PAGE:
The Vatican has launched a new digital library. “At a press conference in the Vatican on Wednesday, a new online digital library was launched, offering access to over a thousand papal documents on communications from the first to the twenty-first century. The initiative, known as the Baragli Project, features papal teachings on communication, translated into different languages, and is geared especially to those working in Catholic education and training centres.”
Two companies are teaming up to put a digital archive on the moon. And they want your contributions. “Astrobotic Technology Inc. and Lunar Missions Ltd, the company behind the global, inclusive, not-for-profit crowd-funded Lunar Mission One, have signed a deal to send the first digital storage payload to the Moon. The payload will support Lunar Mission One’s ‘Footsteps on the Moon’ campaign, launched earlier today, which invites millions of people to include their footsteps – in addition to images, video and music – in a digital archive of human life that will be placed on the moon during Astrobotic’s first lunar mission.”
Bing is predicting the most popular TV shows this fall. “Using popular search terms from our users and historical data regarding what makes a TV show successful, Bing Predicts these ten shows will lead the season in popularity: The Walking Dead, The Bing Bang Theory, Empire, NCIS, Dancing with the Stars, Grey’s Anatomy, The Flash, Gotham, Supergirl and The Voice.” And I’ve never seen any of those shows so I have no snark to offer.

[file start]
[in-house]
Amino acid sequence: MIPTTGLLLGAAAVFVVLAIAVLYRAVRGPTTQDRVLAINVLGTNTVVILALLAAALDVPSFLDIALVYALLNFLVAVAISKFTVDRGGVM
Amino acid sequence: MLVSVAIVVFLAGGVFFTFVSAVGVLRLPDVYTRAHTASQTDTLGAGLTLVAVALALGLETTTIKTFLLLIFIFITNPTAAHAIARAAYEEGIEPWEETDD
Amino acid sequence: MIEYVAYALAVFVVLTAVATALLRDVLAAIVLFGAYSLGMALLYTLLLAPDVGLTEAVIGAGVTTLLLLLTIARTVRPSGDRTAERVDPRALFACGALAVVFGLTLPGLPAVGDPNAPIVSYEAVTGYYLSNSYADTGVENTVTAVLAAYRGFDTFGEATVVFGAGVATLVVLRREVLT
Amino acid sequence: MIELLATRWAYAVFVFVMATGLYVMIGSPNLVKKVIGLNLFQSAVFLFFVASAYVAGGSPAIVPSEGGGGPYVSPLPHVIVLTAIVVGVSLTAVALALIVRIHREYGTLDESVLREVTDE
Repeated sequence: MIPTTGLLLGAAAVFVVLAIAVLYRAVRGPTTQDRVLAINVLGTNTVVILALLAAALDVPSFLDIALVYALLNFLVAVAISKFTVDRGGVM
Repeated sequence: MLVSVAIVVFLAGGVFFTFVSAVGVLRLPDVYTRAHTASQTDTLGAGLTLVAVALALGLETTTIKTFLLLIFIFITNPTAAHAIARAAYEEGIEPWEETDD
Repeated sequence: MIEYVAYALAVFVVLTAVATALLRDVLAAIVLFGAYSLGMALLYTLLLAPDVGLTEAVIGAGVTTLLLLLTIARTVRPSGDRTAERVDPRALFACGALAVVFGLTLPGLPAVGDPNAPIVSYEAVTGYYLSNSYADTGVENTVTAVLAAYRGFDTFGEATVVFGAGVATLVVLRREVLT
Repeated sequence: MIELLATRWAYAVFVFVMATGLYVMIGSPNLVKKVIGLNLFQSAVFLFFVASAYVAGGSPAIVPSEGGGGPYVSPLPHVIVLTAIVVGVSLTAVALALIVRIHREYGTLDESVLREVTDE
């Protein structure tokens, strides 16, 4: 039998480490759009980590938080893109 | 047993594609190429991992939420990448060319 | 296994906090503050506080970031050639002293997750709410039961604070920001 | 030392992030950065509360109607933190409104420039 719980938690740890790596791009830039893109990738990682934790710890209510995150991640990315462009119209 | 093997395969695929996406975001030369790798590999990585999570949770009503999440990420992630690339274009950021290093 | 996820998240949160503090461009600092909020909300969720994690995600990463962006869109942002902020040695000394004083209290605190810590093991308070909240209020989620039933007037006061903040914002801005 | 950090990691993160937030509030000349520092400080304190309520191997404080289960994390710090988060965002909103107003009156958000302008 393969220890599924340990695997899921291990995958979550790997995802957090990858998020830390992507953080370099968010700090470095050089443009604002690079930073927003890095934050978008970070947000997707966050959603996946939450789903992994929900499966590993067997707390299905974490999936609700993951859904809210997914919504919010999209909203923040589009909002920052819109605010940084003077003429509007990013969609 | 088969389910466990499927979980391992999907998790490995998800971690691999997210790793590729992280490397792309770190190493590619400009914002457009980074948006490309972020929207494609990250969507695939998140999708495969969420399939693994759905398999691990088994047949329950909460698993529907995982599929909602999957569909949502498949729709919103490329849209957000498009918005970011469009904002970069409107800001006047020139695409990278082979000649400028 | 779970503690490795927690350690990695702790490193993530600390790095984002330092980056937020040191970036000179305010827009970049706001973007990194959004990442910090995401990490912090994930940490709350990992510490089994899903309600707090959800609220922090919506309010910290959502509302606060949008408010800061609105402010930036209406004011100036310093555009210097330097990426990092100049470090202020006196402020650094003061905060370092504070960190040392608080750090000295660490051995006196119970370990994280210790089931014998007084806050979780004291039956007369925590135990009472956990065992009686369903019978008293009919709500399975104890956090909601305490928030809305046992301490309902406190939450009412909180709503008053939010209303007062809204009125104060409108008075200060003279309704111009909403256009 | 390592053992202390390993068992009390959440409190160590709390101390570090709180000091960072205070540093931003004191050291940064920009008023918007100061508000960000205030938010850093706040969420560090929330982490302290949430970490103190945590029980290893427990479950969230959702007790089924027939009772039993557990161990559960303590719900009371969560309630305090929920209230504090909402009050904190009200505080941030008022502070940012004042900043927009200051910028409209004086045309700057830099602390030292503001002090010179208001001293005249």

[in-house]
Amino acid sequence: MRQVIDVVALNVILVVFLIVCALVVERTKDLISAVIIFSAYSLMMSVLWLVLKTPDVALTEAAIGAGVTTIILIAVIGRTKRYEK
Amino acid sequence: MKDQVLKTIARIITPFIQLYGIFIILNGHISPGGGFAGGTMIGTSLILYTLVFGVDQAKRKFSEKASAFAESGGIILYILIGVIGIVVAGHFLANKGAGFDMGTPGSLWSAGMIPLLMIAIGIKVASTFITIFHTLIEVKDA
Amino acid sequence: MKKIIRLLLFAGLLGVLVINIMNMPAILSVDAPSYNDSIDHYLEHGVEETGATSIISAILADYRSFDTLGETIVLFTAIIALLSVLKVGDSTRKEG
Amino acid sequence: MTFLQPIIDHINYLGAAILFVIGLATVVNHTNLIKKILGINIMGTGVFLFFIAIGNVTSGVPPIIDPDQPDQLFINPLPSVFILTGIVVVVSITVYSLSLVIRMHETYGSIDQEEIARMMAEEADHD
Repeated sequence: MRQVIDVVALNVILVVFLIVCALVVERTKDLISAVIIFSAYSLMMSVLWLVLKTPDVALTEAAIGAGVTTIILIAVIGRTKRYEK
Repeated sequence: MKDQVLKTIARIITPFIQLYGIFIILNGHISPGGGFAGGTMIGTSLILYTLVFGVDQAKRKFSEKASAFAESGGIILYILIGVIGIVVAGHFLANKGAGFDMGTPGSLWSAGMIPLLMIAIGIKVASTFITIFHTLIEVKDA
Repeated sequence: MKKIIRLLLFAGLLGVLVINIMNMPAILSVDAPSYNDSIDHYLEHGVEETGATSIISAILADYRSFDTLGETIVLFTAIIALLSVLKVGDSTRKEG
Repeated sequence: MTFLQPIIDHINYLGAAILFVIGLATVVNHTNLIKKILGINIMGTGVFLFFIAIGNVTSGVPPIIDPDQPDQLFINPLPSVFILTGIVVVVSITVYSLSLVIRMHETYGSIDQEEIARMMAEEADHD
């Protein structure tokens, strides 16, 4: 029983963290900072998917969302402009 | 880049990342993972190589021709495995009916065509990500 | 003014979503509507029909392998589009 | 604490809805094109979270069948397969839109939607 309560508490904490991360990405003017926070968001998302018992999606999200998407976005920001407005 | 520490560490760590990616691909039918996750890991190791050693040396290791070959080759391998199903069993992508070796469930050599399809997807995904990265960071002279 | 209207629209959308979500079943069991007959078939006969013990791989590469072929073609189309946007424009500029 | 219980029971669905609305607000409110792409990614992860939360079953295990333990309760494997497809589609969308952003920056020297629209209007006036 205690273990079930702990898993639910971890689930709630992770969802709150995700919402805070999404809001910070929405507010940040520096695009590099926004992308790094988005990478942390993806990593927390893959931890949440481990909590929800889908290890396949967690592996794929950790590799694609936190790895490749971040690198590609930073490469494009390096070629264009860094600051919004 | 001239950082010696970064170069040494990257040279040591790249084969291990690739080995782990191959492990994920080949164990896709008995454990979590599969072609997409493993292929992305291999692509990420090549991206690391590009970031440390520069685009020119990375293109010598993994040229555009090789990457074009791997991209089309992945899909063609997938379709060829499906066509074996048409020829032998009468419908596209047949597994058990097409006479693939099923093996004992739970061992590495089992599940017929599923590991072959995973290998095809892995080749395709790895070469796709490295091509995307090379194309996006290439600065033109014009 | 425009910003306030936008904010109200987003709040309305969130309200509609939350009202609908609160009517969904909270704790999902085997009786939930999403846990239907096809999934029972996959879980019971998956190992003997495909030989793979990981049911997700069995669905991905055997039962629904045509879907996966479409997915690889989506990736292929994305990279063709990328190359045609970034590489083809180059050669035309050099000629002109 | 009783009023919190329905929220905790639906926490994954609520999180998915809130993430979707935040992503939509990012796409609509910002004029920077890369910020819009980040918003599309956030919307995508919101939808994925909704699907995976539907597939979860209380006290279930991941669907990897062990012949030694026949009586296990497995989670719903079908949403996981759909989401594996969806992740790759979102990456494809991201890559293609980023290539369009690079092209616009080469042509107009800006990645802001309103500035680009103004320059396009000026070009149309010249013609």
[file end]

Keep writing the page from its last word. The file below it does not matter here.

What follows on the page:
The Library of Congress has launched an upgraded Global Legal Monitor. “The Global Legal Monitor is managed by editors Connie Johnson and Wendy Zeldin. They are also prolific authors who have each published more than 800 GLM articles. They are two of the 40 authors who have contributed almost 4,500 articles to the Global Legal Monitor.”
Zow: Facebook has over 2.5 million advertisers. “In June of 2013, Facebook formally announced that it had 1 million advertisers. Then, in February of this year, the company announced 2 million advertisers. And last night, it said it now had 2.5 million. Advertiser growth is clearly accelerating.” And some of them need to learn about geographically limiting their ads, because I’m afraid I can’t vote in any Virginia elections…
New-to-me: today I learned there is an online museum of coprolites. (Coprolite is fossilized excrement, and I remember first learning that word from the Rona Jaffe book Mazes and Monsters, and I just admitted to reading Mazes and Monsters. Anyway.) It’s called the Poozeum. OF COURSE IT’S CALLED THE POOZEUM.
Aimed at marketers, but good for anybody: 13 Tips for Producing an Incredible Webinar.
UCLA researchers have launched the LA Energy Atlas. “UCLA researchers launched their new L.A. Energy Atlas today, a free searchable database that combines never-before-released data from energy utilities with public records to reveal previously undetectable patterns about how people, buildings and cities use energy. Researchers from the California Center for Sustainable Communities at UCLA have assembled information in a database that allows users to sort it by household income; building age, size or use; city or neighborhood; energy use per square foot; energy use per capita; and other metrics.”